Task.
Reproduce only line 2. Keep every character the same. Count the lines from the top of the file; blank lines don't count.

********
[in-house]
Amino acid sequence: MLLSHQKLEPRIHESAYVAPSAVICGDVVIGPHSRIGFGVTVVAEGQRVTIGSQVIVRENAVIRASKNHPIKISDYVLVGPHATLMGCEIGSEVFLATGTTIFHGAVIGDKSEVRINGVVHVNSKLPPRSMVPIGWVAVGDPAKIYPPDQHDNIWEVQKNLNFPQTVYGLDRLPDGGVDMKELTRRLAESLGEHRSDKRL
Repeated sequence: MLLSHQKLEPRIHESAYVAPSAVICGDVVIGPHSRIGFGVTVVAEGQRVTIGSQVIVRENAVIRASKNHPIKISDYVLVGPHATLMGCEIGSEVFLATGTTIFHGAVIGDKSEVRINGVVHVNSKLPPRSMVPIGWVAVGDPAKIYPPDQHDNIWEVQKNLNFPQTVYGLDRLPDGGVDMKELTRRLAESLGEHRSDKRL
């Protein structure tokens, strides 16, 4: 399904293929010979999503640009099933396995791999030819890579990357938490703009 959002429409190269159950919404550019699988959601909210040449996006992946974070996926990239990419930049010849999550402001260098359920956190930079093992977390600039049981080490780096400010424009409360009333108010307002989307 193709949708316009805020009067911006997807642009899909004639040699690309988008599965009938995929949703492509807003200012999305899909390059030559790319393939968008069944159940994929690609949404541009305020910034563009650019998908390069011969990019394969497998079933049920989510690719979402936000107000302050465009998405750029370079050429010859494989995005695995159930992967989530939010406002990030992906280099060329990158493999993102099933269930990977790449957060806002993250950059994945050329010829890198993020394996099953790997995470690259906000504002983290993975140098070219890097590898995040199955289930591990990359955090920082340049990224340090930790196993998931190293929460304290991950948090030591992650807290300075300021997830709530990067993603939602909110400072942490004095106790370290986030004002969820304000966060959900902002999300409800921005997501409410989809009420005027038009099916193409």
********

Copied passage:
Amino acid sequence: MLLSHQKLEPRIHESAYVAPSAVICGDVVIGPHSRIGFGVTVVAEGQRVTIGSQVIVRENAVIRASKNHPIKISDYVLVGPHATLMGCEIGSEVFLATGTTIFHGAVIGDKSEVRINGVVHVNSKLPPRSMVPIGWVAVGDPAKIYPPDQHDNIWEVQKNLNFPQTVYGLDRLPDGGVDMKELTRRLAESLGEHRSDKRL